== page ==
Obama calls for credit card reforms
WASHINGTON (Reuters) - President Barack Obama urged U.S. credit card company executives on Thursday to stop unfair rate increases and be more transparent and accountable, tapping into popular outrage over abusive lending.
"We want to preserve the credit card market but we also want to do so in a way that eliminates some of the abuses and some of the problems that a lot of people are familiar with," Obama told reporters after a White House meeting with 13 executives from top banks and companies that issue the cards.
The credit card issue could be a political winner for Obama, with many Americans saying they are angry over lending practices.
Obama said he wanted new legislation being considered by the U.S. Congress to protect consumers against unfair rate increases and ban "abusive fees and penalties."
"The days of any time, any reason rate hikes and late fees has to end," he said, as he sat at a long table surrounded by the credit card executives.
Obama also wants the legislation to ensure that credit card forms and statements are in plain language. "No more fine print, no more confusing terms and conditions. We want clarity and transparency from here on out," Obama said.
"We need more accountability in the system. That means more effective oversight and more effective enforcement so that people who are issuing credit cards and are violating the law will feel the full weight of the law," he said.
The American Bankers Association trade group said executives carefully listened to Obama during the cordial meeting and agreed to try to address industry practices. They also told Obama that the Federal Reserve's sweeping new rules "directly address" many of the issues raised by the administration and Congress.
ABA President Ed Yingling, who attended the meeting, said Obama wants companies to issue a simple credit card product and come up with a simple method for people to comparison shop for credit cards online.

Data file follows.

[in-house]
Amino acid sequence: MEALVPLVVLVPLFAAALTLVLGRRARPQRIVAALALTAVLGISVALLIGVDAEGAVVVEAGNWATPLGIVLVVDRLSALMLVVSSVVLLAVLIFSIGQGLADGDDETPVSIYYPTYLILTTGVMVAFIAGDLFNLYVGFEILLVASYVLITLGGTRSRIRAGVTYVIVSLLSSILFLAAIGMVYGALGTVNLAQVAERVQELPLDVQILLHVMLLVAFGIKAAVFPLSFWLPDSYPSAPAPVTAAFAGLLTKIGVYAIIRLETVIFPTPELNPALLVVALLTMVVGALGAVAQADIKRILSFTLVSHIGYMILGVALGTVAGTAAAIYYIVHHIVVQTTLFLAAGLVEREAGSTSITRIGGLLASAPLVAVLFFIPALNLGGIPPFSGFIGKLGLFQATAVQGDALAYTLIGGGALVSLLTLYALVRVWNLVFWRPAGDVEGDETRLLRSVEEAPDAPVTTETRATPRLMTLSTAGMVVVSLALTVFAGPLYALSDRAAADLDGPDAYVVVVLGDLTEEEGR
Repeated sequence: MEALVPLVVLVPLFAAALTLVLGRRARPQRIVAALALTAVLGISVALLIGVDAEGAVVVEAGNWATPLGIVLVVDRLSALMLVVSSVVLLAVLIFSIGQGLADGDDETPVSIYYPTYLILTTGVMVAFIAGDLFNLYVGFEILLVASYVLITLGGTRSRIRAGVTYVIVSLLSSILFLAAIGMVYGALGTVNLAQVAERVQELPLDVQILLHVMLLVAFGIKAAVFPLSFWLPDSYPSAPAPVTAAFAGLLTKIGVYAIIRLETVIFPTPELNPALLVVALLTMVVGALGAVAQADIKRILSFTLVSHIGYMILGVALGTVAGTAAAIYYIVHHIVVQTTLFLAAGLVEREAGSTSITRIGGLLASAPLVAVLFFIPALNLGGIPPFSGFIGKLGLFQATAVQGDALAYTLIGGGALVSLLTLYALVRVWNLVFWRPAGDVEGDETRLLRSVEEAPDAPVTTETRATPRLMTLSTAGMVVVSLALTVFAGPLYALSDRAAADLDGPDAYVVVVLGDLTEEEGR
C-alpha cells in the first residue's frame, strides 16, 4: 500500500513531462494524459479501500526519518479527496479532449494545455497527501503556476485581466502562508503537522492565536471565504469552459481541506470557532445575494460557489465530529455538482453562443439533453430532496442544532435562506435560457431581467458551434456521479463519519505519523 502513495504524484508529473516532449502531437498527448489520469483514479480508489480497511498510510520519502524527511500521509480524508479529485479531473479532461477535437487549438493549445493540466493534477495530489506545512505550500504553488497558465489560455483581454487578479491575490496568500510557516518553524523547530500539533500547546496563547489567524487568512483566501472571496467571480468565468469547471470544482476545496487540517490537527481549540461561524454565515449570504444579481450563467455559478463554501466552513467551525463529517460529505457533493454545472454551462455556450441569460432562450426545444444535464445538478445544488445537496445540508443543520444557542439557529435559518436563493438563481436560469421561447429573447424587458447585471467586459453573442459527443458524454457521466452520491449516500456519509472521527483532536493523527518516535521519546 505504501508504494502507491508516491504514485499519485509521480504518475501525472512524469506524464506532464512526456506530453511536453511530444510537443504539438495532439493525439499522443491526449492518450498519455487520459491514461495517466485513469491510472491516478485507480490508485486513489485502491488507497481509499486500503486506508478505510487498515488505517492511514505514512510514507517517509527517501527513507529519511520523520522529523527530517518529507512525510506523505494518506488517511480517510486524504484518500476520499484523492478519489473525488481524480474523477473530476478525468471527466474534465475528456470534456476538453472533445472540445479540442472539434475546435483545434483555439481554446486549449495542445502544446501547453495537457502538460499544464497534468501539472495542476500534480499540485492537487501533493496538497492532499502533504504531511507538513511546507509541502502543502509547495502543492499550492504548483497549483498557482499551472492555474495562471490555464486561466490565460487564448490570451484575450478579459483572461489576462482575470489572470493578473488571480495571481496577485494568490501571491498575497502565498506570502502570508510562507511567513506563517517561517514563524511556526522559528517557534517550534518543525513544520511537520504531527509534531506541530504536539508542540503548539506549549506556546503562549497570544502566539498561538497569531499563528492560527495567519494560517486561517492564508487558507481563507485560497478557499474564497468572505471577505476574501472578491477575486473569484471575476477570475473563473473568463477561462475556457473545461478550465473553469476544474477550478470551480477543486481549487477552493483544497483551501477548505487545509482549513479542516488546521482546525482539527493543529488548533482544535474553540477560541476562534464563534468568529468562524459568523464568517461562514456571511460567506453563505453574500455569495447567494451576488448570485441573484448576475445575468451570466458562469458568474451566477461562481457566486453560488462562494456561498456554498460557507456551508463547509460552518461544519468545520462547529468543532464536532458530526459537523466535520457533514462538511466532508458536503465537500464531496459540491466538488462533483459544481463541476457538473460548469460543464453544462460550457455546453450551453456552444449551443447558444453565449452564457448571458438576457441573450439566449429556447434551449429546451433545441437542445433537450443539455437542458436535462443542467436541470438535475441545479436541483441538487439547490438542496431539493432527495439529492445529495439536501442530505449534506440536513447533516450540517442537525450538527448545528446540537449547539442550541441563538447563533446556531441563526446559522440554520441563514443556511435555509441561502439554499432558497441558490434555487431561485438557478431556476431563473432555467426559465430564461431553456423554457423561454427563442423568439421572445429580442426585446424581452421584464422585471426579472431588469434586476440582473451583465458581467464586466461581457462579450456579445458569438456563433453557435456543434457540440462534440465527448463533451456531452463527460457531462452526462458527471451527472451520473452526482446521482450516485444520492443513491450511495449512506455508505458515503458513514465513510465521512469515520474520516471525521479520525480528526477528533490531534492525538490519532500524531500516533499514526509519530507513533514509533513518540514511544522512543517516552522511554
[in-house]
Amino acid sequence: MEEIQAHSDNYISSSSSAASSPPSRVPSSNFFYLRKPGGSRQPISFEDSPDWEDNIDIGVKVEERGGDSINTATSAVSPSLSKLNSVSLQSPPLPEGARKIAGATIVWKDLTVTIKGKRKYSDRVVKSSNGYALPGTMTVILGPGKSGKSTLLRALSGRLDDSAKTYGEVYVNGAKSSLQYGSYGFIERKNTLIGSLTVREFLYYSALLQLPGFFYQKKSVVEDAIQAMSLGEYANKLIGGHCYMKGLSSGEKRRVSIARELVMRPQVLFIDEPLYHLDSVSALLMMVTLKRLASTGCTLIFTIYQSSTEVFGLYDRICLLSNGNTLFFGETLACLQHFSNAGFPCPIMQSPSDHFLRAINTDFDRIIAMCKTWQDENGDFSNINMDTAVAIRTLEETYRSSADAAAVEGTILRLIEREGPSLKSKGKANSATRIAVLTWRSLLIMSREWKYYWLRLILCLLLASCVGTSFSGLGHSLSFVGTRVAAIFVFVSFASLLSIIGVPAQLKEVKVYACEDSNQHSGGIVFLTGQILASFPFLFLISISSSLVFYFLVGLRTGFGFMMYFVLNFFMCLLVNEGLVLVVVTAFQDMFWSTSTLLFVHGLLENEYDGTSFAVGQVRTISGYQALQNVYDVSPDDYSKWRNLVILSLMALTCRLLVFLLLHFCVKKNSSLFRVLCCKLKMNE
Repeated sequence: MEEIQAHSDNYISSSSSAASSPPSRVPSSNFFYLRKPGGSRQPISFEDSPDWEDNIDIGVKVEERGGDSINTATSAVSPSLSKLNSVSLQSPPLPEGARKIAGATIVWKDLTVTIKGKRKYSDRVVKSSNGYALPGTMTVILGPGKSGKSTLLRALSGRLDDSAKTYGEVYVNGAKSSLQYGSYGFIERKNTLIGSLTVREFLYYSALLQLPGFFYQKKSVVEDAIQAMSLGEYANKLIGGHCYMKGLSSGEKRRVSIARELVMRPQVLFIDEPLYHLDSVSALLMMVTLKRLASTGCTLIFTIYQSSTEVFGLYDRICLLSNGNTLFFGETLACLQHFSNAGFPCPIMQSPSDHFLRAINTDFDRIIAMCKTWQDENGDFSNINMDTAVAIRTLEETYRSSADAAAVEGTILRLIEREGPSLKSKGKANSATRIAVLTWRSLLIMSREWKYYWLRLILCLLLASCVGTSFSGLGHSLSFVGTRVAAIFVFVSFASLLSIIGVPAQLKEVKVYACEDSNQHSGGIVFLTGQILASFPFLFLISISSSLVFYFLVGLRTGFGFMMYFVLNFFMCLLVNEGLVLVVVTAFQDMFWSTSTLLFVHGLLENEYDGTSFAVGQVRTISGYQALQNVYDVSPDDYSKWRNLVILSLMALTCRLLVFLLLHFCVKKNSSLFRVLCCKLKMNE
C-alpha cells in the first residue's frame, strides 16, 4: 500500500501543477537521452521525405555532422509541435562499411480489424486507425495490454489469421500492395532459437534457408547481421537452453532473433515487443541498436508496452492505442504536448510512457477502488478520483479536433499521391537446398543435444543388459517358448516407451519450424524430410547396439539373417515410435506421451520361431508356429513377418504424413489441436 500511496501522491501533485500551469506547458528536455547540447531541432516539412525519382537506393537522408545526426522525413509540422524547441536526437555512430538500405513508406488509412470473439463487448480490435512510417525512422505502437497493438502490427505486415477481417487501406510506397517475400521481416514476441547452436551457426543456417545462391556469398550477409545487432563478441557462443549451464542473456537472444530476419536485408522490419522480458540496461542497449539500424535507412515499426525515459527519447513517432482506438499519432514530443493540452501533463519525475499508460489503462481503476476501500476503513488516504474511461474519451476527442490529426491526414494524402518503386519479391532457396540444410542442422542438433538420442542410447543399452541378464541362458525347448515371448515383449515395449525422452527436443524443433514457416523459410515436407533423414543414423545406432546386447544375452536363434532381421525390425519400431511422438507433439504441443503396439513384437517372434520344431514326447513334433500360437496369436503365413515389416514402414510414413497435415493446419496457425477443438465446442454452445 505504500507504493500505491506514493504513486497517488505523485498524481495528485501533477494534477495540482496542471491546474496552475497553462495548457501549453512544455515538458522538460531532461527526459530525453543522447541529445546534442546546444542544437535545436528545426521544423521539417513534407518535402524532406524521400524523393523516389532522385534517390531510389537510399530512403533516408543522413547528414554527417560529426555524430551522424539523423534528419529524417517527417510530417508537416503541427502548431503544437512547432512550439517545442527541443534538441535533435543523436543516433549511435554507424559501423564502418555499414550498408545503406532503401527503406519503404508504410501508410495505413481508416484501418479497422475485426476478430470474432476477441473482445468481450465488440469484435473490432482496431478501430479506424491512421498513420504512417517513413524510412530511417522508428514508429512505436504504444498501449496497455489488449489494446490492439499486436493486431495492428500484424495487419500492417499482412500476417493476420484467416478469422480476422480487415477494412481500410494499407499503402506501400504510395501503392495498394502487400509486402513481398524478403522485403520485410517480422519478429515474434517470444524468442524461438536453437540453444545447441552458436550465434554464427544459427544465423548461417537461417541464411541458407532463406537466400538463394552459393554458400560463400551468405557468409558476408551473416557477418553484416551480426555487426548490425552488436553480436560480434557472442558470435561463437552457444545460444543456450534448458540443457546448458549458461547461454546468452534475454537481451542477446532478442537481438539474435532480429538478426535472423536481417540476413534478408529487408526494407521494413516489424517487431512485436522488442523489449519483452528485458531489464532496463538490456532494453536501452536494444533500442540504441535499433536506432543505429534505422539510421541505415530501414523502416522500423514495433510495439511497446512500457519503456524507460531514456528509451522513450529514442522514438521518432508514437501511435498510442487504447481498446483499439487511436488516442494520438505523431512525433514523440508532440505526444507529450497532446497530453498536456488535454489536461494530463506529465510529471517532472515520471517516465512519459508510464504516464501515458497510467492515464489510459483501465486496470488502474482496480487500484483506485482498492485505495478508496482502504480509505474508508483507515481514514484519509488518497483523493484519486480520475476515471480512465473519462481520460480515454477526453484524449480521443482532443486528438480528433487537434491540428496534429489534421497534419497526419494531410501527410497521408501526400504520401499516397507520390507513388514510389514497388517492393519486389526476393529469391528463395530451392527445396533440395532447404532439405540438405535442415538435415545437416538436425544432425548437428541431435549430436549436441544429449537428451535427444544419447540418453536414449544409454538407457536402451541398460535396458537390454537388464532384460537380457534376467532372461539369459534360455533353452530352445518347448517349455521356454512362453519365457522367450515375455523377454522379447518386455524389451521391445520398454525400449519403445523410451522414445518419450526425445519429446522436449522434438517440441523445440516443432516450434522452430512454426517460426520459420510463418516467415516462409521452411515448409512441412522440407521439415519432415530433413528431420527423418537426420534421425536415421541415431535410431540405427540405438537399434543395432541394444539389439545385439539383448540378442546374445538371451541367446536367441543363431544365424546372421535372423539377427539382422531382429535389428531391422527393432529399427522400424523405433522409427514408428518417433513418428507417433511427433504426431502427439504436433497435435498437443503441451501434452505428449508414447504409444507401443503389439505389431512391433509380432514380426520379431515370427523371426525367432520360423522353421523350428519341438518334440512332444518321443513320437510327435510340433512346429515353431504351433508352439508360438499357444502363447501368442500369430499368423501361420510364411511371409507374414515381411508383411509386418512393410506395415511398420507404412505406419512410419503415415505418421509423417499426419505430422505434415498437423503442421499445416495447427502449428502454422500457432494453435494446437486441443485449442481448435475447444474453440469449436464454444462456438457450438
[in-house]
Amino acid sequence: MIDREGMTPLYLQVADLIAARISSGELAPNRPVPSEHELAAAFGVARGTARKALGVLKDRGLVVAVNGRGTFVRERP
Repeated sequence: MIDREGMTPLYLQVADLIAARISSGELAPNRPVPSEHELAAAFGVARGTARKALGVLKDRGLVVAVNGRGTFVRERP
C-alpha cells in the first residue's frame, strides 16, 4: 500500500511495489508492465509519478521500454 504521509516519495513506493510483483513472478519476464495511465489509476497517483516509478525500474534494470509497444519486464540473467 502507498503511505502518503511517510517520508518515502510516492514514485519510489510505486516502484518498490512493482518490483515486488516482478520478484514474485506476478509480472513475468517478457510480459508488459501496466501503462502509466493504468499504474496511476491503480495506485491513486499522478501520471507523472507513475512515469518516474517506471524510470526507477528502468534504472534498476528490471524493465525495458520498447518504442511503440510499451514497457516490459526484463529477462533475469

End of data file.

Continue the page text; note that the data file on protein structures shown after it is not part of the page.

"In looking at what they said, we know that they're going to put on the table a plain vanilla card that they want everybody to offer, so people have access to a simple product," Yingling told Reuters.
BILL OF RIGHTS
Executives from Bank of America Corp, American Express Co, Citigroup Inc, Wells Fargo & Co, JPMorgan Chase & Co, Capital One Financial Corp, Visa Inc and MasterCard Inc were among those invited to the White House meeting.
The meeting came a day after a House of Representatives bill to curb credit card fees and limit penalties cleared a key panel.
The legislation -- dubbed the Credit Cardholders' Bill of Rights -- would codify into law restrictions on deceptive practices issued by the Federal Reserve in December.
The legislation would stop credit card issuers from imposing arbitrary interest rate increases and penalties, while halting certain billing practices. A separate version of the bill is under review in the Senate.
White House spokesman Robert Gibbs said Obama supports congressional action that goes beyond the Fed rules and will be working with lawmakers so that he can sign into law a final bill "very soon."
Democratic Senators Christopher Dodd and Charles Schumer sent a letter to federal regulators, urging them to take swift action to halt interest rate hikes on existing balances.
"It is long past time for the regulatory agencies to act with the same sense of urgency to protect consumers from the behavior of those same financial companies," they wrote.
Lawmakers have expressed outrage that many of the card-issuing banks are the same ones that have received government bailout money, paid for by the U.S. taxpayers who use the cards and are being saddled with the high fees.
The House of Representatives is expected to vote on the bill next week, possibly with changes that Obama wants.
The effort to tighten the rules on those companies is part of a broader regulatory reform agenda Obama is pursuing after taking office in January amid the worst economic crisis in decades.
Banks say the tighter rules for card issuers would hurt fee income when they are trying to climb out of a financial hole created by the collapse of the housing boom.
(Additional reporting by Ross Colvin, Caren Bohan, Rachelle Younglai and Karey Wutkowski; editing by Carol Bishopric)
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